This leads us naturally to the second metaphor Jesus uses—light. In a dark room, even the smallest light will enable us to see.  One small LED light can be enough to navigate our bedrooms at night. Light, doesn’t have to work at shining. It just exists. A person in the Kingdom of God doesn’t have to work at being a witness. Just show up. 

Nevertheless, if light is not in a prominent place, it cannot be seen. In Israel, all the cities are on hills. It’s easier to see enemies coming when you can look down on them. It was also for location purposes. If you are lost, you can see the lights of town. Cities in the mountains are located in valleys for defensive reasons as well. If you are hidden in a valley, you are less likely to be a target. In a valley people become suspicious of people from the next valley. When we are afraid of what others will think of us we hide our problems away. 

Christians are supposed to be weird! If we aren’t peculiar, then we are probably not reflecting Christ! When we surrender to Jesus, He becomes our only Judge. We no longer consider what the rest of the world thinks. All that really matters is what Christ thinks. We become a light to the world, not a place that needs the light of others.
Jesus uses a second image to explain this idea of light, which is hiding it under a bushel basket. This means putting walls around our light. When we fear what others think of us more than we fear God, then we must protect ourselves from others. We hide ourselves away behind wicker walls like a light under a basket. Our allegiance to Jesus doesn’t have to be hidden. We do not need walls to protect us. We just need to be ourselves.

Witnessing for many people doesn’t feel natural. That is because it often isn’t. People are sometimes guilt-driven witnesses. They hear some preacher talking about the necessity of sharing Jesus, and how everyone else is going to Hell, and we guiltily go and share. But if we are surrendered to Christ, none of this has to be unnatural. If we are living with our eyes on Jesus, seeking to imitate Him, then what we do is a natural witness.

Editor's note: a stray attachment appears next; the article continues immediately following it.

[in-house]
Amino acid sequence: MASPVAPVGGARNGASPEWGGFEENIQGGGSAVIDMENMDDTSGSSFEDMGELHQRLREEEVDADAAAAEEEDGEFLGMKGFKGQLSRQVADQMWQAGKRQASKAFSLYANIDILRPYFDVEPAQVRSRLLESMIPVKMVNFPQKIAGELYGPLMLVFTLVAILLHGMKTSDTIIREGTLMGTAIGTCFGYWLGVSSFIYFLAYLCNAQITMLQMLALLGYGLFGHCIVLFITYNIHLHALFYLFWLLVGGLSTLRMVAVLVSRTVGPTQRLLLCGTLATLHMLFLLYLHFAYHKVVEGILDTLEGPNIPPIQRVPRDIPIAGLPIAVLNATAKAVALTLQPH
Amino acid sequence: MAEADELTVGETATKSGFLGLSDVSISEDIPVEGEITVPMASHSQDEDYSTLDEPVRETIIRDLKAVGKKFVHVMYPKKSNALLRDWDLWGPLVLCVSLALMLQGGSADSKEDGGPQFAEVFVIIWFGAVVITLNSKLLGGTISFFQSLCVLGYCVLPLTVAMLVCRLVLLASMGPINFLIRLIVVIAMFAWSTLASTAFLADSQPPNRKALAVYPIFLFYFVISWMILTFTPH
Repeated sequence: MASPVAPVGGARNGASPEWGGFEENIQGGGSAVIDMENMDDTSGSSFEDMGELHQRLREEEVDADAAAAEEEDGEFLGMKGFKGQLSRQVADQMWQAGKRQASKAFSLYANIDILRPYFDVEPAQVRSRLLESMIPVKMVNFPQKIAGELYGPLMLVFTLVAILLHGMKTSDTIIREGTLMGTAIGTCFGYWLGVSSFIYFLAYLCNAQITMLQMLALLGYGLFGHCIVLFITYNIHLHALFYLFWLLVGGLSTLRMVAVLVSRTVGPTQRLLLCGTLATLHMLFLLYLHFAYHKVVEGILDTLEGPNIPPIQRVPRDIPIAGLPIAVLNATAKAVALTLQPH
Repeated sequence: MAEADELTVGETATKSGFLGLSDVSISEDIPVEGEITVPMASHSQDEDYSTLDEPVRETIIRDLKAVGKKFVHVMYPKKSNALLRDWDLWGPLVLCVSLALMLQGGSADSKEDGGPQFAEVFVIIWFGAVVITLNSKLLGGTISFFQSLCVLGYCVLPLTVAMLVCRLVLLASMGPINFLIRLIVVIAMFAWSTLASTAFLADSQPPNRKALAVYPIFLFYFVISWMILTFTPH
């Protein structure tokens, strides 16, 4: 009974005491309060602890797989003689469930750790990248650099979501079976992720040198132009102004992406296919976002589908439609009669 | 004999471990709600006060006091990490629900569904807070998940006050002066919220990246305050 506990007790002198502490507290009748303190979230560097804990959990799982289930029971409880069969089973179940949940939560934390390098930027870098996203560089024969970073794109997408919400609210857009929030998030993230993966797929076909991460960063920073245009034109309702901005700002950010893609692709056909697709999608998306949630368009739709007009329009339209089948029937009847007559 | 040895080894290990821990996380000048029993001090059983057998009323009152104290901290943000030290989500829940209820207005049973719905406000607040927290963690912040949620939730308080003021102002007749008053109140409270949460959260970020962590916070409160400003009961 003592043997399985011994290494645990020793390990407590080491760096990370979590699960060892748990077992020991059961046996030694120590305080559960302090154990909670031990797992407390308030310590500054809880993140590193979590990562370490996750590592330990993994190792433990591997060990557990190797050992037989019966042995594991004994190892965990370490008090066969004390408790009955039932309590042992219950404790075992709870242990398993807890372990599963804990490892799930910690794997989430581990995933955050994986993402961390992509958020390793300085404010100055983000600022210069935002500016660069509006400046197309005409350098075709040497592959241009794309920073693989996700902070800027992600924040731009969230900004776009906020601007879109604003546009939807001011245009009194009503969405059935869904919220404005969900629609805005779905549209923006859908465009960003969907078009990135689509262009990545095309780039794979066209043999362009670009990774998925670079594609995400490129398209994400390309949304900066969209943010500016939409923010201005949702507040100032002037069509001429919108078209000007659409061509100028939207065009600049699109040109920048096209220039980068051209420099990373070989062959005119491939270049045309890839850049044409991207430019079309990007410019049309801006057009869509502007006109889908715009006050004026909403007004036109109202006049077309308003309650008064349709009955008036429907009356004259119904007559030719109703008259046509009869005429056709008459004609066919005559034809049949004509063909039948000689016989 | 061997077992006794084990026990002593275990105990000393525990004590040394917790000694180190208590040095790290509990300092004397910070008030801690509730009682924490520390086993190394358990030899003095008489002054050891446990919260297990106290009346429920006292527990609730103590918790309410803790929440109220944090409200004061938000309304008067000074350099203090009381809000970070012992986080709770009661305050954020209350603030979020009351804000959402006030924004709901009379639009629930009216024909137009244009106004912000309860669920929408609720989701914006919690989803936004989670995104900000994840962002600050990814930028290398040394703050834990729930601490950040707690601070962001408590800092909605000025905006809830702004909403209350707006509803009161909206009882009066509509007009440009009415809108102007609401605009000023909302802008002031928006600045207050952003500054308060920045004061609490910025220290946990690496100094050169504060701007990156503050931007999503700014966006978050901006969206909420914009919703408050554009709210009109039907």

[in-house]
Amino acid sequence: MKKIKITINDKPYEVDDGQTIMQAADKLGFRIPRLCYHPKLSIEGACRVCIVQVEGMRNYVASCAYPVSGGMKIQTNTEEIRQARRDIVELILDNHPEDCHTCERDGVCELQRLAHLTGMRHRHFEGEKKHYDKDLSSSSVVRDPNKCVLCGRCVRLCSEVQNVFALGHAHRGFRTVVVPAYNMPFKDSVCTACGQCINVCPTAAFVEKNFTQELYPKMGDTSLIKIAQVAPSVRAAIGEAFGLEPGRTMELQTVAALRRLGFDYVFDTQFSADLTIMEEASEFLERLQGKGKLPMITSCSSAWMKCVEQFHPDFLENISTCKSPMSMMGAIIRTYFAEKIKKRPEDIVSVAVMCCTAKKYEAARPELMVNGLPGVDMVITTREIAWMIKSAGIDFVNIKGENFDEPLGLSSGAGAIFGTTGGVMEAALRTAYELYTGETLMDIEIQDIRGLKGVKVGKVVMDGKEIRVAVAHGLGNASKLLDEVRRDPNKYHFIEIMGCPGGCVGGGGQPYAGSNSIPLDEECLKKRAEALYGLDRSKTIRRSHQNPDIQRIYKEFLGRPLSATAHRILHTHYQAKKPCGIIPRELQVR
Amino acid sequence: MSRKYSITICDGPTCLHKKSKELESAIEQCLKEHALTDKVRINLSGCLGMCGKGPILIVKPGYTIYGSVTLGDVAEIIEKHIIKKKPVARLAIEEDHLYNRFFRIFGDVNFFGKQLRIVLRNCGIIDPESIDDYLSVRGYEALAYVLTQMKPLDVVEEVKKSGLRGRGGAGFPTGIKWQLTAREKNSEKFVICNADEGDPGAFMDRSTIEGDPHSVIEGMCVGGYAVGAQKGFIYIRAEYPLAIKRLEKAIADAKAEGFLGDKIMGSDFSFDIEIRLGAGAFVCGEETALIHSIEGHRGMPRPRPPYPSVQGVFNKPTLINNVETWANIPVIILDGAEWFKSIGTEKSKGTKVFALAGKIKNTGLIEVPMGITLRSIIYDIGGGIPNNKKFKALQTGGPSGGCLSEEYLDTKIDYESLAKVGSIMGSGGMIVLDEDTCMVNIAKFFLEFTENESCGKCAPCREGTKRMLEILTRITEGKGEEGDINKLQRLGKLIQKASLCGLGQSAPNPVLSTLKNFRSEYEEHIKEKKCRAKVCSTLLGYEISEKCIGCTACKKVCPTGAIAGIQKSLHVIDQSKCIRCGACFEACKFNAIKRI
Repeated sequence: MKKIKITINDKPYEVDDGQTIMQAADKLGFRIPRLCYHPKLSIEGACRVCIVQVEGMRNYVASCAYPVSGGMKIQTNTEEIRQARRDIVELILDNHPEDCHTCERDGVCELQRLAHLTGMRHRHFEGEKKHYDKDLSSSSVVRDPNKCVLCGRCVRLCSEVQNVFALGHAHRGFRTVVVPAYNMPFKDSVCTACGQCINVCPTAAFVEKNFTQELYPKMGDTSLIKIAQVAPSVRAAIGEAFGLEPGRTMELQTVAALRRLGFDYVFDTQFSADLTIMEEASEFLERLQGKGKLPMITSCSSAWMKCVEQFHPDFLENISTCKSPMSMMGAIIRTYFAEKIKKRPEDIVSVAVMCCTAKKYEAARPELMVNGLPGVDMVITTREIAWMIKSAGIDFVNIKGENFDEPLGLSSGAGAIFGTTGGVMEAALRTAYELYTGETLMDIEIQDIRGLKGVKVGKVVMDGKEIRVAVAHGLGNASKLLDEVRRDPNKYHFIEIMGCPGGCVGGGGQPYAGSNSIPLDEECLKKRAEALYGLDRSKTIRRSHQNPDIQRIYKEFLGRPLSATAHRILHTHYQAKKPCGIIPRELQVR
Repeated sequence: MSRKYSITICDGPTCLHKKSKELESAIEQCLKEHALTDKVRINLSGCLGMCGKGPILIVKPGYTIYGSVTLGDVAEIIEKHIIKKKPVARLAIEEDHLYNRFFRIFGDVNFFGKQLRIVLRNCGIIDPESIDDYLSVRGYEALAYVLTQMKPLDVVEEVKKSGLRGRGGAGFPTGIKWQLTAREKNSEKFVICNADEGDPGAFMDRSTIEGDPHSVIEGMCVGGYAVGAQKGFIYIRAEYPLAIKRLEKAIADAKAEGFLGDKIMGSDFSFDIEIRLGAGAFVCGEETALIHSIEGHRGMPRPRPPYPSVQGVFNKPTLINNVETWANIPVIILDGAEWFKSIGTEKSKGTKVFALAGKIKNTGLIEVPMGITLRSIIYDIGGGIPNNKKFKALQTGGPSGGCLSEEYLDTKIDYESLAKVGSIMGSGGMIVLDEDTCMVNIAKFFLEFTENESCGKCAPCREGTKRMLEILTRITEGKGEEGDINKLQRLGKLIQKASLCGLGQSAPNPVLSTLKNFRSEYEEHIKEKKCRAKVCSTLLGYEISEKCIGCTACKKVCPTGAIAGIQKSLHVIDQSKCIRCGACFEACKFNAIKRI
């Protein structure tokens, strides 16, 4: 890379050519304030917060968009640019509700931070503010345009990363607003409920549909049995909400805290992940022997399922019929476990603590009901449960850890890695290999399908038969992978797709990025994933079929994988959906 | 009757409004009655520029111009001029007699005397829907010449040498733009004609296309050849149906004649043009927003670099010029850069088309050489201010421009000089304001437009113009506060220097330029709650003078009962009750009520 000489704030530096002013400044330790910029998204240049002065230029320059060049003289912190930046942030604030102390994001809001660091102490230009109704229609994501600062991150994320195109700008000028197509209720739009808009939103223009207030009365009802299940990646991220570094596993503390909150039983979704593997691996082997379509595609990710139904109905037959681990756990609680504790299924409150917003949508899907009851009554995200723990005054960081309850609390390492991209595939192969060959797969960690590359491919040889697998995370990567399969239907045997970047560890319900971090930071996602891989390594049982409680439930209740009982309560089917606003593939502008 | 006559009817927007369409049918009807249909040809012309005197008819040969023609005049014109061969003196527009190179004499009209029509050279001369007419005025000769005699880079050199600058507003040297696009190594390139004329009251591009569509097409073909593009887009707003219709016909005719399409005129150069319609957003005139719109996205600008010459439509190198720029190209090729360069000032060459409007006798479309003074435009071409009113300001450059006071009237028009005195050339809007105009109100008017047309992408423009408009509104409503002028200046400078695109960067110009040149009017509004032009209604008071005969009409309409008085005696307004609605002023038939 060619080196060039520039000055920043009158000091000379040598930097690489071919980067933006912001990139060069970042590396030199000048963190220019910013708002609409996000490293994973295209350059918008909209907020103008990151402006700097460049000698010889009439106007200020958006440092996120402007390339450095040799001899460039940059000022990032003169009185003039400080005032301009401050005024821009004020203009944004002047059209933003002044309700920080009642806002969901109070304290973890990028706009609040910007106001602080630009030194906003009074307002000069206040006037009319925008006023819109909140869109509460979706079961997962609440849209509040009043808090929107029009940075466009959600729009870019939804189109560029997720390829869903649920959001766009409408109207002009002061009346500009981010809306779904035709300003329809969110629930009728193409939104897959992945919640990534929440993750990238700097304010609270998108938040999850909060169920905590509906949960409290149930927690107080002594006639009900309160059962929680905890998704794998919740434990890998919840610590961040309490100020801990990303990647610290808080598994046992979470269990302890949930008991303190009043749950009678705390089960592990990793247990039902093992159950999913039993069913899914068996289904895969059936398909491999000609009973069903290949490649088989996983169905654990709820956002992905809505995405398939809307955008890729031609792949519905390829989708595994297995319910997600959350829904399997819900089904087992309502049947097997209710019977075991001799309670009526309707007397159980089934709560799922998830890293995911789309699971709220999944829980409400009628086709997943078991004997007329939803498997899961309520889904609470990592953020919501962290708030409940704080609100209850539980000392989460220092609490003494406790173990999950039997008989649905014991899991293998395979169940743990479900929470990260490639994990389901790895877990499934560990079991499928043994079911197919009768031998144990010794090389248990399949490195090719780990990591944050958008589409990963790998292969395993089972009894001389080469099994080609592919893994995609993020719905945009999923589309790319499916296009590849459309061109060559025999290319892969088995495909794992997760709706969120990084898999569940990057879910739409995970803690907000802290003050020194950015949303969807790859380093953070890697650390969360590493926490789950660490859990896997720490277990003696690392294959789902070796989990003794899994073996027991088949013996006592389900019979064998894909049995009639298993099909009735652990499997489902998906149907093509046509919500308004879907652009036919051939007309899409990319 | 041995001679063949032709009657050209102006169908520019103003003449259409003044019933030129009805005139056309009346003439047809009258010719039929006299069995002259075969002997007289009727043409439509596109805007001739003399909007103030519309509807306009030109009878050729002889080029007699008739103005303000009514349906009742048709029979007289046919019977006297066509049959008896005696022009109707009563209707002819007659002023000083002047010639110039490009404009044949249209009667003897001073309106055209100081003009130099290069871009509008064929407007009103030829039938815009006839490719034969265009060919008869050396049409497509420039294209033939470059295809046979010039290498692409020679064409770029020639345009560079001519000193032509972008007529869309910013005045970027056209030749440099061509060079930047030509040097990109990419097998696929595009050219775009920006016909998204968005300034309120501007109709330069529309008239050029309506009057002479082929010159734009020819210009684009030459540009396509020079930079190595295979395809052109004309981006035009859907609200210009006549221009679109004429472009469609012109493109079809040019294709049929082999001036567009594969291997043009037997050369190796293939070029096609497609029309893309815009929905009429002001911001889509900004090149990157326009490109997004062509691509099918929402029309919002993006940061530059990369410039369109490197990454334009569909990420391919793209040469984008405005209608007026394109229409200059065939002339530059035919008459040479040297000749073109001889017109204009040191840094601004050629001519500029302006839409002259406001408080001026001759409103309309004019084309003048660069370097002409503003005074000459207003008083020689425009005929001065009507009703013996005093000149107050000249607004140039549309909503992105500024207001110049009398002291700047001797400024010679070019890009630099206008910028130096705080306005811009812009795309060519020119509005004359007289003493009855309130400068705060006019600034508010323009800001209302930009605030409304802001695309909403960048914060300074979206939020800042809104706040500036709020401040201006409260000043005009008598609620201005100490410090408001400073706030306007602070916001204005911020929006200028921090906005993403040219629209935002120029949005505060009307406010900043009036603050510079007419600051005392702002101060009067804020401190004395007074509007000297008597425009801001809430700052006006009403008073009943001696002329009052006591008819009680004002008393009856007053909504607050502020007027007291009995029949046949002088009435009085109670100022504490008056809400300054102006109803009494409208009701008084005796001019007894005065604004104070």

Jesus says, “Let your light shine before others, so that they may see your good works and give glory to your Father who is in heaven.”

When we are surrendered to the Kingdom of God, our good works are not our good works—they are God’s good works. We are only doing them because we are seeking to walk, talk, act, and think like Jesus. When people see that someone who is an unashamed Christian does good works in Jesus’ Name, it naturally follows that they will give glory to God, not to Jesus.

In our society, the reason people don’t glorify Jesus is because there are so many other people who seem to be doing bad things in Jesus’ name. The overall impression of churched Christians is not high in this country. But the people who do bad works in Jesus’ name are not following Jesus. They seek to glorify themselves or the institutional church, but they don’t glorify Christ.

Once I approached a man on the street who was reeling drunk and invited him to church. He said, “No, I’m a Baptist.” Great! I said. “What church do you attend?
“Baptist,” he answered. So, what local church?
“Baptist.” So, are you a Christian?
No,” he insisted. “I’m a Baptist!”

We aren’t Baptists, Presbyterians, Pentecostals, or independent. We are part of the kingdom of God, followers of Christ who seek to imitate Him in everything we think, feel, say, and do. The flavor of Christian we are is of relatively little importance. The flavor of Christ is how we seek to be known. 

Live in surrender to Him on your job, in your home, in your neighborhood and on the street. Be who you are, and be Christ’s and everything we say and do will be salt and light to the world.